“Classic drama is one of our biggest exports. As for comedy, whether it be a play or stand-up, to be part of the ripples of laughter is something else.”

Jimmy, 72, says the lighting plays a big part in creating the great atmosphere in theatres.

However, he points out that from 2020, a new EU ruling will require everyone to sign up to new lighting efficiency regulations.

“Now that’s all very laudable and I don’t mind in the slightest adhering to it in my own home – indeed, after Brexit it may not apply at all,” says the Rochdale-born comedian.

“However, it if goes ahead here and it’s applied to theatres, our live experience will never be the same again.”

Jimmy later tweeted: “Have a little catch up with my July column  – since this went to print the ruling has been amended!”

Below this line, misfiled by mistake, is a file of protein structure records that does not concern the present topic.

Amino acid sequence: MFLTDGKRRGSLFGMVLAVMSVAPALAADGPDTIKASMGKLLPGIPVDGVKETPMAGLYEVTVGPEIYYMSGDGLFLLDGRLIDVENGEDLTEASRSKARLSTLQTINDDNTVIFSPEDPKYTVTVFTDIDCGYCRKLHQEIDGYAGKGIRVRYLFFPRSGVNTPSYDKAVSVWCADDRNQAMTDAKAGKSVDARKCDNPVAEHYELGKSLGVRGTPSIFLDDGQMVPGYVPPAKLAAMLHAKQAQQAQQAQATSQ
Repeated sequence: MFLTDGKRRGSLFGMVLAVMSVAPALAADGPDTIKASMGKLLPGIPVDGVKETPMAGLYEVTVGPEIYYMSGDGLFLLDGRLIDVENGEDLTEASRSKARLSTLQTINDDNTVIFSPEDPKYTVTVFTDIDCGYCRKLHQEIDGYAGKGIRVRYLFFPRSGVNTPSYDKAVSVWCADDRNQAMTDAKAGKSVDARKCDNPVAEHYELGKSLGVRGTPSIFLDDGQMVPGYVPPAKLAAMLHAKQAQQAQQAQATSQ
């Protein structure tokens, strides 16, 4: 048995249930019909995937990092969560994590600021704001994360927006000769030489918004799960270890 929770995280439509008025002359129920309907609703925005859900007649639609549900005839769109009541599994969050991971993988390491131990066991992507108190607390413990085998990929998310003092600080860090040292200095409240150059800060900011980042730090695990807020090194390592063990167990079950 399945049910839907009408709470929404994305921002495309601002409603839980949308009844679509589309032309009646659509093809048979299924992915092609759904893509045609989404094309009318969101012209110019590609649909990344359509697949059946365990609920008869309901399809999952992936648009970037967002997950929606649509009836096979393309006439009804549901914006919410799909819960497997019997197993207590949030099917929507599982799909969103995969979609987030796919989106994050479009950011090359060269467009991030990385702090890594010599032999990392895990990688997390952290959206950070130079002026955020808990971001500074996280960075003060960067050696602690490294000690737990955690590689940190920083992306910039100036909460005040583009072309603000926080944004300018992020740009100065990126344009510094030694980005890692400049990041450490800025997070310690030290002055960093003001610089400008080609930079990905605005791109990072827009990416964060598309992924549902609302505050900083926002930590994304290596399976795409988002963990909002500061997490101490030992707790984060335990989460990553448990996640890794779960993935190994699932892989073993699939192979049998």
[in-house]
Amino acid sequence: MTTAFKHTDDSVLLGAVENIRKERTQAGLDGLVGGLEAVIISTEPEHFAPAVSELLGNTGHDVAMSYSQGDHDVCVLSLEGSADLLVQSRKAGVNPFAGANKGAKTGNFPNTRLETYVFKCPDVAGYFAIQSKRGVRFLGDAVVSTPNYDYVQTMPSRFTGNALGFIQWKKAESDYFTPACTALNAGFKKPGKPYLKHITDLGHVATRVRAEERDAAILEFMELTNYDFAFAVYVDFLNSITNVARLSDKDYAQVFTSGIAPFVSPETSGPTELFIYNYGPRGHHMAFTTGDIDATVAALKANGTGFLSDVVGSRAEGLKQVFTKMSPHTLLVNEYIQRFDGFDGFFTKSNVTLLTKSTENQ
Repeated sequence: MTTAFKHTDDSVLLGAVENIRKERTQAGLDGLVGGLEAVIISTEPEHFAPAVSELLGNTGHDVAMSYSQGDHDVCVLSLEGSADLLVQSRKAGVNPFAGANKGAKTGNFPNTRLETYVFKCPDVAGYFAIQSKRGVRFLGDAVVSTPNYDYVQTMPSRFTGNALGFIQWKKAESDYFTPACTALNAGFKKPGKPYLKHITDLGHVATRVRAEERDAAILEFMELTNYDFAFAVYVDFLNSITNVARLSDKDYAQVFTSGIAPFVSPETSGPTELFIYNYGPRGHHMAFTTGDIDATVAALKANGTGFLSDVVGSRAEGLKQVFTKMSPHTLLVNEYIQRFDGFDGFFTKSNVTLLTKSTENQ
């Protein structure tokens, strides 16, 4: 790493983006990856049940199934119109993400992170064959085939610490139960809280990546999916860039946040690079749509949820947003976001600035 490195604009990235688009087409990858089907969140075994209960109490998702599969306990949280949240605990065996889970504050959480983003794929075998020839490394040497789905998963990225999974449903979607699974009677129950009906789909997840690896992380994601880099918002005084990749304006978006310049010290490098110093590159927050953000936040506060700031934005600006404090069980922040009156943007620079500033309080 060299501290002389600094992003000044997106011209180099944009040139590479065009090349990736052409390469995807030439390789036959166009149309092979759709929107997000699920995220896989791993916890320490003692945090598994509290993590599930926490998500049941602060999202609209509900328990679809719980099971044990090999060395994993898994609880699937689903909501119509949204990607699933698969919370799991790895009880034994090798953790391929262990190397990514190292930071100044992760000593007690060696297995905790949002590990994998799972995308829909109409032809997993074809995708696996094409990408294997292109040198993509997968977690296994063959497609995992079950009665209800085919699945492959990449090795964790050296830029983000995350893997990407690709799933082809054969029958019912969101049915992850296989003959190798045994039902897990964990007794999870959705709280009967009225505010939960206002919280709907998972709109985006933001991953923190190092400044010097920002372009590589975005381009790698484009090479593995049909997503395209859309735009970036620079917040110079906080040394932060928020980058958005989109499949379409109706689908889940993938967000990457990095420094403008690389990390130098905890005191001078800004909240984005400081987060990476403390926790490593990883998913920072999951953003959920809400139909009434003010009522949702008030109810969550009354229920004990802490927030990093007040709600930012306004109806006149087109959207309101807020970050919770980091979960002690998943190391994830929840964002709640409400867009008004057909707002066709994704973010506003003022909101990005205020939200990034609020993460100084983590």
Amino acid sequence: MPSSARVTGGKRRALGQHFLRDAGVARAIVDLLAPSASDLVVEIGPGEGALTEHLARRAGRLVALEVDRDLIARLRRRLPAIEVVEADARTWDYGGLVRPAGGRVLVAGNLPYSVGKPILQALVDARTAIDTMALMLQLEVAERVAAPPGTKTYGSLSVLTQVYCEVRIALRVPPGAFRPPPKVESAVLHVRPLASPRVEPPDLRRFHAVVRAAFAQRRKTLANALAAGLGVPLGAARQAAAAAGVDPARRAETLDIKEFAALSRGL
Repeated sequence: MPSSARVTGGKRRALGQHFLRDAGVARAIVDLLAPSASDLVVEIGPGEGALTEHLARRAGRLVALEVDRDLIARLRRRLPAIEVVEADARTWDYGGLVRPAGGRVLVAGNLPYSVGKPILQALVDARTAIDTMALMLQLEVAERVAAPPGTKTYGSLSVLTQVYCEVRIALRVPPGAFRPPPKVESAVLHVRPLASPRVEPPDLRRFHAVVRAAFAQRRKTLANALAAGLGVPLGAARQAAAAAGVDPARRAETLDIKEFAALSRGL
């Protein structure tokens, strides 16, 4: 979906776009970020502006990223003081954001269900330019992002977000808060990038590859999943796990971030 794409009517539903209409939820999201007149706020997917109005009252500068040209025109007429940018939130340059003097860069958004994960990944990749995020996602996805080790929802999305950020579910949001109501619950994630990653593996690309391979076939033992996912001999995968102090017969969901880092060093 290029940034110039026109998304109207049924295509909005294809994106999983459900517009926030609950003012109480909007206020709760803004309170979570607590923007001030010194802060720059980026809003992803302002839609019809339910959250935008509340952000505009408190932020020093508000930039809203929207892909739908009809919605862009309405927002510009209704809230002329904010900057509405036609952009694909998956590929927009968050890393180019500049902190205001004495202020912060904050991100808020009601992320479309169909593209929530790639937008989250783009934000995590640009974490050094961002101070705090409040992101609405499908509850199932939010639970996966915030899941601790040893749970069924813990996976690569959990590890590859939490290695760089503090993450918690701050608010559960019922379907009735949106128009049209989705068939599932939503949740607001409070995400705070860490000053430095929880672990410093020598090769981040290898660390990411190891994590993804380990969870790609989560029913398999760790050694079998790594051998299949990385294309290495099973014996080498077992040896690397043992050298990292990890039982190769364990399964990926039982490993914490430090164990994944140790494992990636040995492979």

Jimmy’s LEP column: My tribute to a great agent 150 150 mhamer

Jimmy’s LEP column: My tribute to a great agent

Jimmy Cricket's June column in the Lancashire Evening Post

Jimmy Cricket has been paying tribute to “one of the all-time great theatrical agents” in his latest column in the Lancashire Evening Post.

The 72-year-old comedian recalls the career of Phyllis Rounce, who also managed the likes of Rod Hull and Emu, and Tony Hancock.

Rod Hull was a comedian, best known as a popular entertainer on British television in the 1970s and 1980s. He rarely appeared without Emu, a mute, highly aggressive arm-length puppet modelled on the Australian flightless emu bird.